It seems that the Richmond City School Board is again offering high drama.
This time it was open debate on what the members could talk about. Apparently this educational "Areopagus" was focused on whether or not members of the school board could discuss topics that were not on the agenda.
Two board members invoked the "point of personal privilege". First a parliamentary "point of personal privilege" has nothing to do with one's opinion on specific issues. It is a vehicle used to protect one's rights…you have been mischaracterized or there is an issue of comfort or safety.
Secondly, the Board's agenda must be advertised and deliberated publicly with a quorum of its members. School boards may only discuss three things with the door closed: litigation, personnel and land acquisition. The school budget or changing attendance zones are not appropriate topics for an executive session. "Sunshine laws" such as the Virginia Freedom of Information Act (FOIA) were created to ensure that public officials would deliberate in the public eye.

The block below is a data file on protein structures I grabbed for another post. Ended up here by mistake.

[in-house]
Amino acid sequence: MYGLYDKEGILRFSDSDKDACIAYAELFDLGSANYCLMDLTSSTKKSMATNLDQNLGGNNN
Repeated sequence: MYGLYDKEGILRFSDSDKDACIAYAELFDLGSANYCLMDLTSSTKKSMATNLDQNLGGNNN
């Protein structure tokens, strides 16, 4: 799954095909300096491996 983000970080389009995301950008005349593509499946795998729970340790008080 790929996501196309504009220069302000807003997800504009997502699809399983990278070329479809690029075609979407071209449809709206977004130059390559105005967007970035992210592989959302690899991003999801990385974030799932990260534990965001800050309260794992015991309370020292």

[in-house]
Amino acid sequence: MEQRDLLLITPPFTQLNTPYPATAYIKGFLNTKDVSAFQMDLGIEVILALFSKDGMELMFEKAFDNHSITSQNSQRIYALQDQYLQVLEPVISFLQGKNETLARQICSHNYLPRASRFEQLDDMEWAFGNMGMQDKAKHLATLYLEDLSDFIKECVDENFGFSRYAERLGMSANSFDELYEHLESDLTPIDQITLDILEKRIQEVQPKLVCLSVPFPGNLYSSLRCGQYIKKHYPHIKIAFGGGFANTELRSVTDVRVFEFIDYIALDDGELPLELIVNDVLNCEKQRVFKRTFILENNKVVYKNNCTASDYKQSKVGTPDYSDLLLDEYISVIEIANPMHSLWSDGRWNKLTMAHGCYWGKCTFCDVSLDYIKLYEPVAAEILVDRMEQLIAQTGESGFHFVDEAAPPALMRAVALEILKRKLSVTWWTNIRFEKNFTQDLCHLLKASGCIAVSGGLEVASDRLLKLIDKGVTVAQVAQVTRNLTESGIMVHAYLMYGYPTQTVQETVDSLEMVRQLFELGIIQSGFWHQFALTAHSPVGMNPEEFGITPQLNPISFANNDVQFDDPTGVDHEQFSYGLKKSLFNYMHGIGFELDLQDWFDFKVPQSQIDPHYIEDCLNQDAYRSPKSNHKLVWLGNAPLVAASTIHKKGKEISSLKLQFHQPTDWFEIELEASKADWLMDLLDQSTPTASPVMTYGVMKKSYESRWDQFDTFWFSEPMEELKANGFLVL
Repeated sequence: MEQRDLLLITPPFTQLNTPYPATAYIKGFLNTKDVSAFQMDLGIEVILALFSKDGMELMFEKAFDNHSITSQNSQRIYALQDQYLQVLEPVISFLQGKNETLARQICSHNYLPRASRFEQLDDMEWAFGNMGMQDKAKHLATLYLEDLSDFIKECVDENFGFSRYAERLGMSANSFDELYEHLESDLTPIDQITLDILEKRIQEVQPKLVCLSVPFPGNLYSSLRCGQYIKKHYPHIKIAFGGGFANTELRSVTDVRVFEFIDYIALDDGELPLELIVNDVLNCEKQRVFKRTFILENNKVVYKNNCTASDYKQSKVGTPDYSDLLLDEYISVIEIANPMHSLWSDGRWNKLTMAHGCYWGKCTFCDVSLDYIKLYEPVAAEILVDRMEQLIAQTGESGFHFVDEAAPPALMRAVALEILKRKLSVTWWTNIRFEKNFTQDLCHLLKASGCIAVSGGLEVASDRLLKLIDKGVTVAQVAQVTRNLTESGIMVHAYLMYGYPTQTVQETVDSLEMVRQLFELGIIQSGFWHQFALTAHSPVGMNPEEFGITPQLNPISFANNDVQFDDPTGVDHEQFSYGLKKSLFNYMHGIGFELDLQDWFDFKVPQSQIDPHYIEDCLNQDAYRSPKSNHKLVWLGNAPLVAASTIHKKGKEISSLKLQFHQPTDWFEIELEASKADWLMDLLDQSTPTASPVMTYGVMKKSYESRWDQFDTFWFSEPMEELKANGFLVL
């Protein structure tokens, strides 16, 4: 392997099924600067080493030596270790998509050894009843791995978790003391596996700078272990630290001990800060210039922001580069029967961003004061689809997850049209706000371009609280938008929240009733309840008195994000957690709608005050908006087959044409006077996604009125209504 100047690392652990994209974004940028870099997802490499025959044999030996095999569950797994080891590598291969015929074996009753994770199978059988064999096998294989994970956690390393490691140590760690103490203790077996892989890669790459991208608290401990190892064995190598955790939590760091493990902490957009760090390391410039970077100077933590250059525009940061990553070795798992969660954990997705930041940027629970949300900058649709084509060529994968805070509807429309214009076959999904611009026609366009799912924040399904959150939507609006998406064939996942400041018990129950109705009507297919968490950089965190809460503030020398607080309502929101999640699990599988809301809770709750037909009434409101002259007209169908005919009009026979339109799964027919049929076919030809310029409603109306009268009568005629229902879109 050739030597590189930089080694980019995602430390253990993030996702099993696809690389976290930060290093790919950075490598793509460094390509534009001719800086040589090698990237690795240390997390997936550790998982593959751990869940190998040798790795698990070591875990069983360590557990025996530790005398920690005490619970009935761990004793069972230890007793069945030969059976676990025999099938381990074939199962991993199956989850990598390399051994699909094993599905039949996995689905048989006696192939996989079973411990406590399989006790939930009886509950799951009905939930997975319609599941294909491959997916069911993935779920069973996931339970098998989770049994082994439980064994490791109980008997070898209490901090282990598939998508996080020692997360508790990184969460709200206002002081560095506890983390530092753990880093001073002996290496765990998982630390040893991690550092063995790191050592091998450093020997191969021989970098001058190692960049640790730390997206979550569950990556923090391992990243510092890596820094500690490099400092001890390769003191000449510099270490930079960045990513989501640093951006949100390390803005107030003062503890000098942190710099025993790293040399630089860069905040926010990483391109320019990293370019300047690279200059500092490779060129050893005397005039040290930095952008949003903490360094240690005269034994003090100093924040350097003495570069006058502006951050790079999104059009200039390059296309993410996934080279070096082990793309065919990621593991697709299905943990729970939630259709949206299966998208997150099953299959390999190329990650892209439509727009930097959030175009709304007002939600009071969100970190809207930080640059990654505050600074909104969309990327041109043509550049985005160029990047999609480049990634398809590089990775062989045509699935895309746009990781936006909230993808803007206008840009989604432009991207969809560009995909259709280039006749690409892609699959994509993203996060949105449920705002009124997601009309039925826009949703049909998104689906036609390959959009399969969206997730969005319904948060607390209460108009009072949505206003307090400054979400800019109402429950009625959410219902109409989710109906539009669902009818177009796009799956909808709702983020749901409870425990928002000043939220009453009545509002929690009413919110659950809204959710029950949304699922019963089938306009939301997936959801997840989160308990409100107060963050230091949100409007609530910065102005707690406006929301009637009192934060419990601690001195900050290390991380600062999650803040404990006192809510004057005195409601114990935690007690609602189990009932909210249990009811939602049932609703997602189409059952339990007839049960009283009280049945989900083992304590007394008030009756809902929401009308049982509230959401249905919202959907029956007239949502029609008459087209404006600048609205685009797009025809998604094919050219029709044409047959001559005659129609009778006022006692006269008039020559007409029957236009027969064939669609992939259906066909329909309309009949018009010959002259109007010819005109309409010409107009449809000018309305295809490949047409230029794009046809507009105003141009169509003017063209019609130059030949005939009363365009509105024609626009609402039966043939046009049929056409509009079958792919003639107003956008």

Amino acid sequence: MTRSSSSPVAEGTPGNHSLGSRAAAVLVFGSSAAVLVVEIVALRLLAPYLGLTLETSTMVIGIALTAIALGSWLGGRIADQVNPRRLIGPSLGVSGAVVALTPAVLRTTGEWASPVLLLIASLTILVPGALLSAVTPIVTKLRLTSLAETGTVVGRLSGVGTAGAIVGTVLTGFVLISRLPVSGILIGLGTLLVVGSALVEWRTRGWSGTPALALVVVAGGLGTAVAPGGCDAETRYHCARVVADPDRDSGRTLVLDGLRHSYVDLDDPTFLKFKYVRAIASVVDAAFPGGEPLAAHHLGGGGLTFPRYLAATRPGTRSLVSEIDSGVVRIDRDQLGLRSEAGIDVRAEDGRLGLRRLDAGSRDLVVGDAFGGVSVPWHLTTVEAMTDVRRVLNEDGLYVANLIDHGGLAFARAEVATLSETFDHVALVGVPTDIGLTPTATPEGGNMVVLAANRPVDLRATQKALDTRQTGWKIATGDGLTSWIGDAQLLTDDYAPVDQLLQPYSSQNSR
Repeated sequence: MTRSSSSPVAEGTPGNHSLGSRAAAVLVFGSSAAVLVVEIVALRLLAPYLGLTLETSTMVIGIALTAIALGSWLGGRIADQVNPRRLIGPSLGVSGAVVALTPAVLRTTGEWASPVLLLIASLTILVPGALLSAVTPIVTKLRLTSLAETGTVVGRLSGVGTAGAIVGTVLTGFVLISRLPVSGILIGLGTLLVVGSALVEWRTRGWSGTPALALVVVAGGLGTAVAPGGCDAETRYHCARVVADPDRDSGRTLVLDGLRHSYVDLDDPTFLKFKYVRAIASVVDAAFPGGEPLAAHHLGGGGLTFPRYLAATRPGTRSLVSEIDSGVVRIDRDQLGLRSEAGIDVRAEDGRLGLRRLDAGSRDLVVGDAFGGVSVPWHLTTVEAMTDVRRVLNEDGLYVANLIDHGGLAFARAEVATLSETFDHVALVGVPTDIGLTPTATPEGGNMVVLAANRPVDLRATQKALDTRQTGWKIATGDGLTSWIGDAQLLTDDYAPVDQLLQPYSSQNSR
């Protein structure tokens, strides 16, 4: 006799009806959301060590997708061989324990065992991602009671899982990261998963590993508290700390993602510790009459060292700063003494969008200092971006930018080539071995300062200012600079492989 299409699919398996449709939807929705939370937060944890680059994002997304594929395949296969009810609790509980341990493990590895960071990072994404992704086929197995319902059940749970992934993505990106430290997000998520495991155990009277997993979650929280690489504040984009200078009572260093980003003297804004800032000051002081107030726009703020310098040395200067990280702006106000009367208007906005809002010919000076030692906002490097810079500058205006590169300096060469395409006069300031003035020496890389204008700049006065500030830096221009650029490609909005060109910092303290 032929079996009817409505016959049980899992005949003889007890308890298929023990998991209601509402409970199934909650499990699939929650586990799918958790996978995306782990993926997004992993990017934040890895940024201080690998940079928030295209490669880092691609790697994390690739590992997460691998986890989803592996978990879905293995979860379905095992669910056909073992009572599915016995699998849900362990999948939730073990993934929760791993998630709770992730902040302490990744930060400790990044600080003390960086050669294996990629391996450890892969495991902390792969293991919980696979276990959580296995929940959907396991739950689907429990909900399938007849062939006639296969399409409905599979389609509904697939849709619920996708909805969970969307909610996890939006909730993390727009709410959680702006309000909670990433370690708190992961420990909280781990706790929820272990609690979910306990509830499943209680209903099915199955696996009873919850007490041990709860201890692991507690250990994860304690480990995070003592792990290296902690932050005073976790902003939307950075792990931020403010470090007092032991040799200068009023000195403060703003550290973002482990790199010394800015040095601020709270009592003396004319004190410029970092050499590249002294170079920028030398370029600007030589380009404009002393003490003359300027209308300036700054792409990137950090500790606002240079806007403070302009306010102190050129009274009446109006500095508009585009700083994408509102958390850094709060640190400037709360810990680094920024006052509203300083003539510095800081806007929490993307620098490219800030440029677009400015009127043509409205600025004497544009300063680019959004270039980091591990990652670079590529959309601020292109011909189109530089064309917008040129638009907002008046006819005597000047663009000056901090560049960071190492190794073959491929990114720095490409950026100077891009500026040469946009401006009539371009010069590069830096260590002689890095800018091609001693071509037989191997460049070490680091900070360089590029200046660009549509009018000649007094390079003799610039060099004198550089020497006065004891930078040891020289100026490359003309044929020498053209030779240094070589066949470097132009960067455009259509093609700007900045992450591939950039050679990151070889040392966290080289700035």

Lastly, school boards clearly need to create agenda and adhere to them, but this procedural necessity was never intended to inhibit discussion. In the same manner, school board members must restrict the desire to subordinate the corporate agenda to their own.
As for Richmond, if the school board ever passes a rule that limits comments to items on the agenda, school board members should individually sign for the public comment period, step down from the dais, and let her rip as any other citizen.